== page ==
Goldburd | Goldburd McCone LLP

For nationwide tax guidance, call:
212-302-9400 or toll-free at 844-653-2873.

Goldburd | Goldburd McCone LLP

For nationwide tax guidance, call: 212-302-9400 or toll-free at 844-653-2873.

Serving Individual And Corporate Tax Clients Nationwide From Our New York, New Jersey, Florida And California Offices

Steven Goldburd and Benjamin A Goldburd

Since 1983, our tax firm has skillfully represented individuals and corporations across the United States and around the globe from our offices in New York, New Jersey, California and Florida.

What should I know about using NFTs to buy real estate?

On Behalf of | Mar 7, 2022 | Property Tax, Tax Collection

It’s a brave new world out there, folks. The days of buying real estate with mortgages and cash offers may be eclipsed by the use of digital currency and nonfungible tokens (NFTs). Although the novelty of this process may seem appealing, there are a few things to know before joining this new trend.

#1: Laws have not caught up to the tech

One of the draws of using NFTs or digital tokens that use the blockchain to confer ownership, is the potential for an easy transfer. Those in favor of this type of transaction cite the possibility to transfer property “at the touch of a button.”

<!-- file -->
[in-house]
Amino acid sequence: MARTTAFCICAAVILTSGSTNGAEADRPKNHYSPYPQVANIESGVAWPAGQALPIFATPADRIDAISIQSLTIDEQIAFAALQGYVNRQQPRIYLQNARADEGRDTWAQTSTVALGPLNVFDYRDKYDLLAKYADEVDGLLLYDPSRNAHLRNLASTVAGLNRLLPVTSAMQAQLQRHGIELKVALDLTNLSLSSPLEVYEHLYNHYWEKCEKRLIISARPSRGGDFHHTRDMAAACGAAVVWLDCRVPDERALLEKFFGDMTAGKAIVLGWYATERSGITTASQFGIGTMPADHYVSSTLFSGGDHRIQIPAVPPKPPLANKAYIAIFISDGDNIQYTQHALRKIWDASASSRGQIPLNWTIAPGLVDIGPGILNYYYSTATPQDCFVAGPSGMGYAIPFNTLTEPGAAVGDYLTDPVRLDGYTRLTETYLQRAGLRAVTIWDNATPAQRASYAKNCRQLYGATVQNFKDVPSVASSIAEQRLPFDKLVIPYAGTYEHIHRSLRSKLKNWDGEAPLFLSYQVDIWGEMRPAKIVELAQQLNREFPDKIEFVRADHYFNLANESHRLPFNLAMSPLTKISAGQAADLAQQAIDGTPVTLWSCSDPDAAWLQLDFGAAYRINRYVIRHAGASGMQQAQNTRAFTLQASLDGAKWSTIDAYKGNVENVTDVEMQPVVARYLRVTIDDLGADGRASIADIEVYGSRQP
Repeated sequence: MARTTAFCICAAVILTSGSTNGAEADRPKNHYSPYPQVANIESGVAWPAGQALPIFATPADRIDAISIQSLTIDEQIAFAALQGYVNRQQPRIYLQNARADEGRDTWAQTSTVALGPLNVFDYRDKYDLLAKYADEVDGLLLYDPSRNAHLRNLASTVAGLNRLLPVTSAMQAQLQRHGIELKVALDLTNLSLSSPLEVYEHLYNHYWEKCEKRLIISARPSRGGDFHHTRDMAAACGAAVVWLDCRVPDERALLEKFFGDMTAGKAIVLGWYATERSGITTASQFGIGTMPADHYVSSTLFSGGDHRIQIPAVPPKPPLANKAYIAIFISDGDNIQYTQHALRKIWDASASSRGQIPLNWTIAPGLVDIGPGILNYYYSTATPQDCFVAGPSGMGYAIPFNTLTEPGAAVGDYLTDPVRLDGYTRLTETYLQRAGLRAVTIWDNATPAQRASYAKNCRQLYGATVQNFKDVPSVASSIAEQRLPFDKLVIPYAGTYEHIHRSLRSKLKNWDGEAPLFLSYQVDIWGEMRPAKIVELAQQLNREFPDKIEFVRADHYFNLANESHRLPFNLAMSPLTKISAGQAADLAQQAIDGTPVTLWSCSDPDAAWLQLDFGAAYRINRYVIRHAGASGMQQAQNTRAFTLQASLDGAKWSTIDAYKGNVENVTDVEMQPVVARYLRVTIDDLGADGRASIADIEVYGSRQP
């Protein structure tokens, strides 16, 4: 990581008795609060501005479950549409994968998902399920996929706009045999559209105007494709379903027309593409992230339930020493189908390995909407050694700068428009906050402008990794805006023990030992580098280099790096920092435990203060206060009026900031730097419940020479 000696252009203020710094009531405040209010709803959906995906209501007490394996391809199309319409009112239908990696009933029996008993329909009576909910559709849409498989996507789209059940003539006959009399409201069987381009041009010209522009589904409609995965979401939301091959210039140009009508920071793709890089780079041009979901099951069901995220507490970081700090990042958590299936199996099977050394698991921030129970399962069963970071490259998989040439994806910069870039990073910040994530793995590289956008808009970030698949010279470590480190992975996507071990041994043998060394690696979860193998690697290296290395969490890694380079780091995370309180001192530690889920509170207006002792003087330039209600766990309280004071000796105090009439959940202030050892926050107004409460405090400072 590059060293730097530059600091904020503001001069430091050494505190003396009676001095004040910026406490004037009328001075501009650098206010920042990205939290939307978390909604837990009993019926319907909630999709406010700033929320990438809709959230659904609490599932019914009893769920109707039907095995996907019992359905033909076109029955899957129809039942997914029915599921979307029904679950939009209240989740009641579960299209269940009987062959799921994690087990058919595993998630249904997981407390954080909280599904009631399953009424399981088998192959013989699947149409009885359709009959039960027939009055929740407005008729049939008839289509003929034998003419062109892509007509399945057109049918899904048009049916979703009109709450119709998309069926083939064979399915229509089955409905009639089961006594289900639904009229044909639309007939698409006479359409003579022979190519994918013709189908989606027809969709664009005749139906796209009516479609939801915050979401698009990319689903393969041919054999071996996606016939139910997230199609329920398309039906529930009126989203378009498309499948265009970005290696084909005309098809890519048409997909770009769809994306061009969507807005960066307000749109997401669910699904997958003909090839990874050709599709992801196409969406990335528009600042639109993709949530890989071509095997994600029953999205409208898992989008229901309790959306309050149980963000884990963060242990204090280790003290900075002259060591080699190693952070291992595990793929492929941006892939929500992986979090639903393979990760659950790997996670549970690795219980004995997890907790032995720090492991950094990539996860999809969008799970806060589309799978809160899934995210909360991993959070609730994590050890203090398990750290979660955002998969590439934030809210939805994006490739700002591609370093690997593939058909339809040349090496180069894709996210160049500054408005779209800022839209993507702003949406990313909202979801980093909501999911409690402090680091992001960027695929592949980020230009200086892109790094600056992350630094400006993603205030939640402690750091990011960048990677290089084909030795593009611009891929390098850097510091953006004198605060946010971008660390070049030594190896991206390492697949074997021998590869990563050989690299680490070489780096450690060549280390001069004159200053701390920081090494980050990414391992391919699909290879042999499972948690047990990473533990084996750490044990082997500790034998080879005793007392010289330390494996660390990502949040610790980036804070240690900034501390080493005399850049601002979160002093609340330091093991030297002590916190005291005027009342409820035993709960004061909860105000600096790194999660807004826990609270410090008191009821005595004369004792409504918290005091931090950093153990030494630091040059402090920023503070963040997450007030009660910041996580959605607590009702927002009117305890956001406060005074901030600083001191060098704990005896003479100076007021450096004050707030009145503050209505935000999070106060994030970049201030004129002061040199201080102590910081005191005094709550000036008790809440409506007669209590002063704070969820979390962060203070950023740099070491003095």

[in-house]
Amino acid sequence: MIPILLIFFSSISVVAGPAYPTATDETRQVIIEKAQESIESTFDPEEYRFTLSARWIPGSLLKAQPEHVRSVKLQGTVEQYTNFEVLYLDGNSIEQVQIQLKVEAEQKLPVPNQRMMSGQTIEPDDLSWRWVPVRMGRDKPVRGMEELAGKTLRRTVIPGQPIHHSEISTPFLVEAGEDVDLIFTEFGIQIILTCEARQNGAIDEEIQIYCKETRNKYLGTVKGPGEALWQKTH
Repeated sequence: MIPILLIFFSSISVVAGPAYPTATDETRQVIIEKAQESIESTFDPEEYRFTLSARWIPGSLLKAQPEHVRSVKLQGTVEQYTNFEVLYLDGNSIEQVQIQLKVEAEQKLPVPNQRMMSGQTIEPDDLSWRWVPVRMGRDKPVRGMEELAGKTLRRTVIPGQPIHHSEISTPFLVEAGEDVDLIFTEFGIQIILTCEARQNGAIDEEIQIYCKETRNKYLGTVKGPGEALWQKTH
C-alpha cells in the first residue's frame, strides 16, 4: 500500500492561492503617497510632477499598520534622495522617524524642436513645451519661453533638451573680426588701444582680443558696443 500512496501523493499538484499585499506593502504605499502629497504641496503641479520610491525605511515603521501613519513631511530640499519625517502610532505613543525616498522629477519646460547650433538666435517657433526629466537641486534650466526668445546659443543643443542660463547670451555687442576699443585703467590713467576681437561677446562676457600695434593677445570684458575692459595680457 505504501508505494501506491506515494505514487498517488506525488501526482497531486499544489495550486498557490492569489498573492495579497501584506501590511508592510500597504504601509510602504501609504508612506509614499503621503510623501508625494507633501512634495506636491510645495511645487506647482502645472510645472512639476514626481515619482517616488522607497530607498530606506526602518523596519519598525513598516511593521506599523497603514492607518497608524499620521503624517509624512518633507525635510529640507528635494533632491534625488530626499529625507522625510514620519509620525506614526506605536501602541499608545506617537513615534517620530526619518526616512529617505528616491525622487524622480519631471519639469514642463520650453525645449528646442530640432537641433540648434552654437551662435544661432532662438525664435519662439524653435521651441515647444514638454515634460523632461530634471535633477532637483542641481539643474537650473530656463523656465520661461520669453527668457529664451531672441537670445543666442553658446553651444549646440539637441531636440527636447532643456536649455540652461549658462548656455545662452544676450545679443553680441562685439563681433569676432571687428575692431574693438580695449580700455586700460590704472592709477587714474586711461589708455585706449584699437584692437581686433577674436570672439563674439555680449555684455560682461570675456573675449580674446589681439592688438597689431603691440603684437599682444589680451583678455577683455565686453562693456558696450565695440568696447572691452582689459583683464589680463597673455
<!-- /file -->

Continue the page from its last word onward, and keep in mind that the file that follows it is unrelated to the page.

The problem? Laws at municipality and state levels do not yet allow for the transfer of ownership through the blockchain. Someone still has to record the deed at the county clerk’s office.

#2: Use of NFTs requires more due diligence at this point

Because the laws have not caught up with the tech that comes with using NFTs to transfer property, it is unlikely ownership will transfer unless you take the time to make sure the title transfers.

This basically means those who want to purchase property using NFTs will need to have a twofold approach: first the details that come with an NFT transaction while also making sure all the traditional steps like a title search are complete. Without this diligence it is possible someone could think they purchase the property and find themselves dealing with other claims. One concerning example is the possibility that you could need to deal with a bank if the property had financing.

#3: The deal could come with a surprise tax bill

If the first two points were not enough to give you pause, this could be the one that breaks the camel’s back. As discussed by Benjamin Goldburd, a partner at New York City-based Goldburd McCone LLP in a recent article that delves into these issues, use of an NFT to purchase property would likely require a legal entity like a limited liability corporation (LLC). This structure would help to ensure proper tracking of ownership of the property but can come with a host of tax issues.

At this time, the sale of property using NFTs or crypto is likely best utilized as a marketing strategy. The actual use of these forms of currency require more careful consideration.